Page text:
Second XMRV Study In UK Reveals Negative Results

The CFIDS Association has reported that a second UK XMRV study, recently published in Retrovirology, has come up showing negative results.  As we all know, the UK has a really negative attitude towards anything related to Chronic Fatigue Syndrome.  From the emails and other information I get from UK CFS patients, it’s like talking to people who are where we were 20 years ago with CFS research and information. 

As you all know, I am not a doctor and I don’t try to pretend that I understand all of the information on these XMRV studies, so I will include an excerpt from Suzanne Vernon of the CFIDS Association and her thoughts on this latest study.  You can read all of the information on the study at the Retrovirology link I provided above and you can read Suzanne Vernon’s comments and response to this study at this link: Second XMRV Negative Study …Still In Search of a Proper and Robust Replication Study.

Until methods are standardized and the scientific community is provided information about the specific characteristics of the CFS subjects (and controls) who tested positive in the Science paper, be prepared to read more negative studies. Hopefully the Science investigators will make this information available before interest in XMRV being associated with CFS fades and becomes yet another foiled attempt at solving CFS. Achieving scientific consensus on the role of XMRV in CFS certainly warrants more research and greater collaboration, as do so many other important discoveries being made.

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Comments

  1. http://www.meactionuk.org.uk/magical-medicine.htm is full of information you should be aware of before giving too much credence to any CFS research coming out of UK. There is a political agenda in UK to have CFS seen as a purely mental illness and the first UK study was designed to FAIL to find XMRV. One of its ‘researchers’ was Simon Wessely who has essentially declared war on patients with CFS. His apparent motivation is that he is paid by and on the boards of disability insurance companies, US and UK, and the boards of drug companies selling antidepressants. Patients with organic illness were excluded from this ‘study’.

    The second study from UK proceeded as if they were looking for HIV, a retrovirus that replicates rapidly and can easily be found. They didn’t pay attention to the fact that the WPI researchers found that XMRV replicates very slowly and needs a much longer incubation period before it is numerous enough to be detected by the method used in this study. Sort of like setting a fresh egg under a hen and waiting for one day, cracking it open, not finding a baby chick and then saying hen eggs do not develop into baby chicks.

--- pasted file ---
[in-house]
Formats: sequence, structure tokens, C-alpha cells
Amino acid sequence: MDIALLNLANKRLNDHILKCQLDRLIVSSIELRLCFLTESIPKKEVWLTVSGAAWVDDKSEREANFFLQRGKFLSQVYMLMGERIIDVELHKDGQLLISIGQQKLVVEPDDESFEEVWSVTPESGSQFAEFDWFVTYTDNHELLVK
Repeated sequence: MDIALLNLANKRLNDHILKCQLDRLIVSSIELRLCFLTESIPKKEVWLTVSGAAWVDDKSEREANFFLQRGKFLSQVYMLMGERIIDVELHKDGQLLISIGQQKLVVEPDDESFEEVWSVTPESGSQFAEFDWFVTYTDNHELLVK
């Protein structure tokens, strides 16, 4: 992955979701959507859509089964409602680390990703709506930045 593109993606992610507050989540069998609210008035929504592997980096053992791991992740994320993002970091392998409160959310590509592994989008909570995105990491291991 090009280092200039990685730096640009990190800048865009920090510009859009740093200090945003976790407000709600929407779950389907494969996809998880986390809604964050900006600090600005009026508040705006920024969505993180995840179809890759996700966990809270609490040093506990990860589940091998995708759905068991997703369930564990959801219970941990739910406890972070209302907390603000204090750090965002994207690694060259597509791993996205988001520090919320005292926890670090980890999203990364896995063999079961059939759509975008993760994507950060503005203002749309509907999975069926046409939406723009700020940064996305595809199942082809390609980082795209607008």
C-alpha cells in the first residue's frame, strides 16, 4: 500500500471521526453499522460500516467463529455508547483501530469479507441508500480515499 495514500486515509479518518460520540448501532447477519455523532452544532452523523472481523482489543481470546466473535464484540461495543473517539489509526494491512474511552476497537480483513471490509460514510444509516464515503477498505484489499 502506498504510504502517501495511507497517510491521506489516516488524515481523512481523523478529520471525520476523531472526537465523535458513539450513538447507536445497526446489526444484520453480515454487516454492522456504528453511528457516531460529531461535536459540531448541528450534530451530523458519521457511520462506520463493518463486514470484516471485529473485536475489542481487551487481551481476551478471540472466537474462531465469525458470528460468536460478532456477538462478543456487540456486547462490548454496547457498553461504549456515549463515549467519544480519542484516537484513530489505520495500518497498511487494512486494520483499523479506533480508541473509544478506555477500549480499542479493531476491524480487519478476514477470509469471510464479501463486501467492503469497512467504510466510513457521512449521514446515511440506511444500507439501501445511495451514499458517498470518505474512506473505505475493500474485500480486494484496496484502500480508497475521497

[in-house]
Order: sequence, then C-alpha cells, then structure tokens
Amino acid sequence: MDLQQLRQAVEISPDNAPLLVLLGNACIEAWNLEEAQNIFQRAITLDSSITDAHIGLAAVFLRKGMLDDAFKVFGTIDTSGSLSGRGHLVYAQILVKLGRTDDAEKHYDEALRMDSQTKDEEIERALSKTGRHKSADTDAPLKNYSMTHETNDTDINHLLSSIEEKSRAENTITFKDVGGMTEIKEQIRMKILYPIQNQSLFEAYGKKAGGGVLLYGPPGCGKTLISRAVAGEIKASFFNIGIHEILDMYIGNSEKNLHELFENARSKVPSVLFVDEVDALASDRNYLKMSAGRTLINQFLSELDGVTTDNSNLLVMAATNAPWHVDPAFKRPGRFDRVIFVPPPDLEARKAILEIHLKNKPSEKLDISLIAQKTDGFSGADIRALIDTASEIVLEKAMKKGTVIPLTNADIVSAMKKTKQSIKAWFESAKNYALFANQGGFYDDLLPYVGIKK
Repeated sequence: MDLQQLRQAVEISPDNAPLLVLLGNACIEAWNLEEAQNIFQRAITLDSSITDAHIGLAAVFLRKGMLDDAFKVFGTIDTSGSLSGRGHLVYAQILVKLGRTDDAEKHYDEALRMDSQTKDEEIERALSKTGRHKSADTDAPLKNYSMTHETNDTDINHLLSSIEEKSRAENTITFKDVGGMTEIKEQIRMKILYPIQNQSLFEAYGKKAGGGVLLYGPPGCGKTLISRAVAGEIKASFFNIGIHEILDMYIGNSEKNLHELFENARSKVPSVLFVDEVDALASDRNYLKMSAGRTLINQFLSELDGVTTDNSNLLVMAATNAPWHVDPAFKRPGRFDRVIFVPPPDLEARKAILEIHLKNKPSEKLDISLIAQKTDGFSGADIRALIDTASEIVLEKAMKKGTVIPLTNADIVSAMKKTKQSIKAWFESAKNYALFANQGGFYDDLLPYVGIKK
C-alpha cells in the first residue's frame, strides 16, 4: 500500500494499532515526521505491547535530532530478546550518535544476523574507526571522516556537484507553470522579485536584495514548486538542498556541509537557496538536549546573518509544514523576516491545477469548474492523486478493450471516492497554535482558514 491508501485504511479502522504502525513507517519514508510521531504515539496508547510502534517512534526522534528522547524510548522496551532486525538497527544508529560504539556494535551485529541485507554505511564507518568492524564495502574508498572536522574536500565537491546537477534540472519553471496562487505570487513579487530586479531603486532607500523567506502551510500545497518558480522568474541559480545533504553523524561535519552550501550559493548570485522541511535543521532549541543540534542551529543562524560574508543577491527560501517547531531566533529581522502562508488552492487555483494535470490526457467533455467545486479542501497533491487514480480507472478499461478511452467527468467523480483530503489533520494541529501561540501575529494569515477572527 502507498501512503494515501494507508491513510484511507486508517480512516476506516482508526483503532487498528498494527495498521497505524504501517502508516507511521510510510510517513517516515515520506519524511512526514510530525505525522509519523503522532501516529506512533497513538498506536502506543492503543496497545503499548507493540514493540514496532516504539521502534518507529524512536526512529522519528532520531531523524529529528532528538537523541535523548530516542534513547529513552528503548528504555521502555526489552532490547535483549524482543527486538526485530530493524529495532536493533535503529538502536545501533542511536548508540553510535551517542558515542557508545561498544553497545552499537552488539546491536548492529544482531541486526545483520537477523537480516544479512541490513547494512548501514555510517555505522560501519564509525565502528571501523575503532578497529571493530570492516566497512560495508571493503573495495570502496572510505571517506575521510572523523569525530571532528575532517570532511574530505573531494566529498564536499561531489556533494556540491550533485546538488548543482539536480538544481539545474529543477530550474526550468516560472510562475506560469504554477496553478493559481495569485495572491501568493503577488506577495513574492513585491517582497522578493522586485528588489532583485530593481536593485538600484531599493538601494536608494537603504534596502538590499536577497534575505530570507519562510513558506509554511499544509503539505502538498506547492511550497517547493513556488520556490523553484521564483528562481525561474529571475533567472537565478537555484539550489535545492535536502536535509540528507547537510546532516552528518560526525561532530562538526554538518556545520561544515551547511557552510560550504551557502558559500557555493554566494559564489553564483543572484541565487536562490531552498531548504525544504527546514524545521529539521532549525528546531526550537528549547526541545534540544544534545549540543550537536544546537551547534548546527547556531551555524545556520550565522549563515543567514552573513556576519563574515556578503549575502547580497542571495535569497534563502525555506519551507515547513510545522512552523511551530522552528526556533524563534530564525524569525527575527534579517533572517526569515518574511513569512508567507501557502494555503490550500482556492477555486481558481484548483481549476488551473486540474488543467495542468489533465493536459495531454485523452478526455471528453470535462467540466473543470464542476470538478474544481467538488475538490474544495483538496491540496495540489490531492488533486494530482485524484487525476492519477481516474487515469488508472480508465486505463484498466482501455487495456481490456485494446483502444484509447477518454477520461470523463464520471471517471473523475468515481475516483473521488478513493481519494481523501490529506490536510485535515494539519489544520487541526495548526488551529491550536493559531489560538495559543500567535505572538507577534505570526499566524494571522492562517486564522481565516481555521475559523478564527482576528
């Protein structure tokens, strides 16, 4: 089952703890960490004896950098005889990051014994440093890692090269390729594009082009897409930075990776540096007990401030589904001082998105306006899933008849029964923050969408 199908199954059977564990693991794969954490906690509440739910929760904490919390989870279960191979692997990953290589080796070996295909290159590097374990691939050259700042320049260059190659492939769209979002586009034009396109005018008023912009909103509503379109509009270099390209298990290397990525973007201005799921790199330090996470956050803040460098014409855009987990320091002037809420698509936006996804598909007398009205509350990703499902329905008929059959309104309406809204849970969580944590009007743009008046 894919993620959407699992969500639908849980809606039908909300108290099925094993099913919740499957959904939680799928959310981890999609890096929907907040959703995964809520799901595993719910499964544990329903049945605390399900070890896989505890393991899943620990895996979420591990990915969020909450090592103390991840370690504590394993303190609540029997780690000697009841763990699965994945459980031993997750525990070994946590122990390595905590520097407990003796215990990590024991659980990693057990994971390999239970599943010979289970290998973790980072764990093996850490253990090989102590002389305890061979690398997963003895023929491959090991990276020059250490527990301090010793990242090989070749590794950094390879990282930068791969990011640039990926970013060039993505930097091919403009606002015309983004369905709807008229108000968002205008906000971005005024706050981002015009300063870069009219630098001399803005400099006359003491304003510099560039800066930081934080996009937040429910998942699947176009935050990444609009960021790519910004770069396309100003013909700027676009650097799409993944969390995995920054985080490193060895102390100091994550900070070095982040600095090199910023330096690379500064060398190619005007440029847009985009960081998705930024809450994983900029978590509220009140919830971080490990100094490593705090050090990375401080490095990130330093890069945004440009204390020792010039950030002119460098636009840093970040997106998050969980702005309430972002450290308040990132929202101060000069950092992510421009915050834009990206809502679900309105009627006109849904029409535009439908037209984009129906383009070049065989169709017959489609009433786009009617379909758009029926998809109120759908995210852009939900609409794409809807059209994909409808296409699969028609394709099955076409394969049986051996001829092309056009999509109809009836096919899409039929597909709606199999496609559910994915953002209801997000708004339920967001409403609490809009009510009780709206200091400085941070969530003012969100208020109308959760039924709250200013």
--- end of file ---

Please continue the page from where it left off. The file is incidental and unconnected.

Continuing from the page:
see WPIs response here: http://www.wpinstitute.org/news/news_current.html

    in part: ” 7. Perhaps the most important issue to focus on is the low level of XMRV in the blood. XMRV is present in such a small percentage of white blood cells that it is highly unlikely that either UK study’s PCR method could detect it using the methods described. Careful reading of the Science paper shows that increasing the amount of the virus by growing the white blood cells is usually required rather than using white blood cells directly purified from the body. When using PCR alone, the Science authors found that four samples needed to be taken at different times from the same patient in order for XMRV to be detected by PCR in freshly isolated white blood cells. More importantly, detection methods other than PCR showed that patients whose blood lacks sufficient amount of XMRV detectable by PCR are actually infected. This was proven by the isolation of viral proteins and the finding of infectious XMRV isolated from the indicator cell line LNCaP. The authors of the Retrovirology paper admit that their neutralization assay did not detect bacterially expressed XMRV gag and that positive control sera was needed to validate their assay. The WPI’s monoclonal antibodies specifically and sensitively completed the immune response demonstrating the assays sensitivity and specificity for XMRV envelope.

    Simply stated the only validated reliable methods for detecting XMRV in CFS patients, to date, are the methods described in Science. Failure to use these methods and validated reagents has resulted in the failure to detect XMRV. A failure to detect XMRV is not the same as absence of this virus in patients with CFS.”